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Lynchburg, VA -
Lynchburg is trying a new
program that helps minor offenders pay their debt to society, without seeing
the inside of a jail cell. It's called Community Court, and it's helping
offenders give back and move ahead.
Justin Millner - "Nobody is perfect. Everybody makes mistakes."
For his mistake, Justin Millner was sentenced to community court.
Now, he joins a group of volunteers working on a community cleanup project.
Millner - "I have done graffiti cleanup and we also did a program with
Jubilee where we taught kids how to cook."
Community service is one part, life skills is the other part, where
they learn things like relationship counseling, education or job training.
Shannon Hadeed, Asst. Commonwealth's Attorney - "Things that help
them. That address something going on in their lives that maybe is causing
them to commit crimes."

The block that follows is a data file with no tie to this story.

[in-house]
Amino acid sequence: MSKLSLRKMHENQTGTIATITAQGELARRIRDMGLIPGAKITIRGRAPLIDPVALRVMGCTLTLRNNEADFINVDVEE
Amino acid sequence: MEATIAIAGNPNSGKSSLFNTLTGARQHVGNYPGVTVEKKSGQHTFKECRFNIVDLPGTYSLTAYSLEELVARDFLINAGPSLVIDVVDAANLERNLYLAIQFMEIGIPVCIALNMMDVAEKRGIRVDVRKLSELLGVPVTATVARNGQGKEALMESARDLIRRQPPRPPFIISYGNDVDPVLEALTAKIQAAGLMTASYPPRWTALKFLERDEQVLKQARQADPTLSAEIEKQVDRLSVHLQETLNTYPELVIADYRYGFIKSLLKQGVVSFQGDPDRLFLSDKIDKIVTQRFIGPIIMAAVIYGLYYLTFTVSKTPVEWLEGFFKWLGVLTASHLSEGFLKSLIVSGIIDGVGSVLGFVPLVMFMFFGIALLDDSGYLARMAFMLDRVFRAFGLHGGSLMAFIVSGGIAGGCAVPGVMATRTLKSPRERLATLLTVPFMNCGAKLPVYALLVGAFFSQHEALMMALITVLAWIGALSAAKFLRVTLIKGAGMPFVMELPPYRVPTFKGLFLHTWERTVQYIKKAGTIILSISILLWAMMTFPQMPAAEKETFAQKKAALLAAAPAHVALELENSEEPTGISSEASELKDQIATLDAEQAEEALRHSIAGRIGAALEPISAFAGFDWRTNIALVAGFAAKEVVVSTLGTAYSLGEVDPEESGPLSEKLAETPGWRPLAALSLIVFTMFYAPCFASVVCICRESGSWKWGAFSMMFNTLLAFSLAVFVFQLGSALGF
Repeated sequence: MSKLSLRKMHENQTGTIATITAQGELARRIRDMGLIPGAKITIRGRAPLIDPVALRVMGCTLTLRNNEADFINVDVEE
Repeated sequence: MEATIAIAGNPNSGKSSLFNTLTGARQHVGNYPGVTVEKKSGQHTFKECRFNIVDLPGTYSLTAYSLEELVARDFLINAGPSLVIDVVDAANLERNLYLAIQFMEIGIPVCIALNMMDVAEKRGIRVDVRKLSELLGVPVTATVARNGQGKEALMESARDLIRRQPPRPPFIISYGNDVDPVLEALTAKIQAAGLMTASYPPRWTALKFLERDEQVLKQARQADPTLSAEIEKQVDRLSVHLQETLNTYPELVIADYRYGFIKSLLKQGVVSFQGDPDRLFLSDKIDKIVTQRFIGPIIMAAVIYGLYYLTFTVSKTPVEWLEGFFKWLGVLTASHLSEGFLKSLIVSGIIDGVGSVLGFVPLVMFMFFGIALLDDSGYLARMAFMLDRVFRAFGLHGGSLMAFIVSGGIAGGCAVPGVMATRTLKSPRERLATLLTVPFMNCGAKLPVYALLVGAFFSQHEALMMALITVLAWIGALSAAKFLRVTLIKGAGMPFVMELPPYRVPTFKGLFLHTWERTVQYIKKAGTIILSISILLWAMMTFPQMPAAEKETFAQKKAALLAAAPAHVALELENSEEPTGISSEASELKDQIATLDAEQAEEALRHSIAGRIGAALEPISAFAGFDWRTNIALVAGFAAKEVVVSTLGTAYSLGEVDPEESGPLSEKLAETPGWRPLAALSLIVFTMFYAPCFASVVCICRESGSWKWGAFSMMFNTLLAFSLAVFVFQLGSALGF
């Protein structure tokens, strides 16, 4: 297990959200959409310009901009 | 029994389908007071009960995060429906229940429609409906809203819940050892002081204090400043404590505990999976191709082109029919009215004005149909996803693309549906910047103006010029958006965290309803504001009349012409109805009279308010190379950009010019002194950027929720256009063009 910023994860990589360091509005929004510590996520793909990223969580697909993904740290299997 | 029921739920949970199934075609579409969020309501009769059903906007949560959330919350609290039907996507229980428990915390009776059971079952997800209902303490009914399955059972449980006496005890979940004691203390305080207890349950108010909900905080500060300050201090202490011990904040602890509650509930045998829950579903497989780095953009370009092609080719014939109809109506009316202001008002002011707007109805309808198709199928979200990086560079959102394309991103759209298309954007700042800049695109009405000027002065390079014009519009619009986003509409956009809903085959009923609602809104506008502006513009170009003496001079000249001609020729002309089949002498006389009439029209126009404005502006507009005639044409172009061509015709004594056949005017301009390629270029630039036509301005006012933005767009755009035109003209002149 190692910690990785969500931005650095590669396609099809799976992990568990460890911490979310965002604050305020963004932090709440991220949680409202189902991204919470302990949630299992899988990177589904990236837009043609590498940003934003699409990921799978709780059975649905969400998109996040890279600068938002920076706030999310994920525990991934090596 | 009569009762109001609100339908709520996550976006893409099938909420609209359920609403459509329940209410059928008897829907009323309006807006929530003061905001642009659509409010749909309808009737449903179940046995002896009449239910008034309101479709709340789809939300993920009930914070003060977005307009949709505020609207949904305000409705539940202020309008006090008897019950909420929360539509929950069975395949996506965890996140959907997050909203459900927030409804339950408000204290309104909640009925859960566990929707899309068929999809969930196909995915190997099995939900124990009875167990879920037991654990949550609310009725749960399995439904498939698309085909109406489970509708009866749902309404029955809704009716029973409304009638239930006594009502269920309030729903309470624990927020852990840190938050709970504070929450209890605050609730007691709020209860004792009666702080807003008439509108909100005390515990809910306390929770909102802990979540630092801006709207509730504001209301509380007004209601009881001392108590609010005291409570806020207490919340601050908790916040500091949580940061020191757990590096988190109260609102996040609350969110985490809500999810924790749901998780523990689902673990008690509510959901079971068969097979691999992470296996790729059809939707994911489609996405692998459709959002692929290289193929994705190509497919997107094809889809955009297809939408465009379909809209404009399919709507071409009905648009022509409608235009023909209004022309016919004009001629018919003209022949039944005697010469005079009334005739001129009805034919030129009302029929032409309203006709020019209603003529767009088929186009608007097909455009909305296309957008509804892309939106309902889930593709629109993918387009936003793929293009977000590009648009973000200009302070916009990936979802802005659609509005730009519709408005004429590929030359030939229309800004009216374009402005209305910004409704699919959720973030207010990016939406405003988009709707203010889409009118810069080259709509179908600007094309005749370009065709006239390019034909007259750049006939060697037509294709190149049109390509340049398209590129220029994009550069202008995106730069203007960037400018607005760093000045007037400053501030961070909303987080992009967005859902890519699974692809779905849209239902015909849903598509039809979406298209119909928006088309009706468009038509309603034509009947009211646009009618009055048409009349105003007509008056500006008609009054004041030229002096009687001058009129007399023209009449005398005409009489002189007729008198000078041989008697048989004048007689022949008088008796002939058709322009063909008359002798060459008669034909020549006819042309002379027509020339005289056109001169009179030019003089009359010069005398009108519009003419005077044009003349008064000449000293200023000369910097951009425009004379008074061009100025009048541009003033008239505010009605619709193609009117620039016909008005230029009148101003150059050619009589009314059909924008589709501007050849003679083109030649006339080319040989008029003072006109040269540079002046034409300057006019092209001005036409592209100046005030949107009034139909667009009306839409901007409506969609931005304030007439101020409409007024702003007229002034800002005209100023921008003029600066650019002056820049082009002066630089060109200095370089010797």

Only 12 to 25 year olds who commit non-violent
misdemeanors qualify, and they are screened to make sure they havenít
committed violent crimes or sex offenses in the past, but once they're in,
it can be a life changing experience.
Hadeed - "We have had adults who have enrolled in college, gotten
their GED, enrolled in college as a result of community court. We have
adults who have gotten jobs as a result of community court. People who have
really turn their lives around."
Without it, participants would have gotten jail time, a fine or their
license suspended. Millner is grateful to be paying for his mistake while
giving back to the community.
Millner - "I actually started playing piano for the salvation army
Almost every juvenile and about 70 percent of adults complete the
program. Those who don't are given a traditional court sentence.
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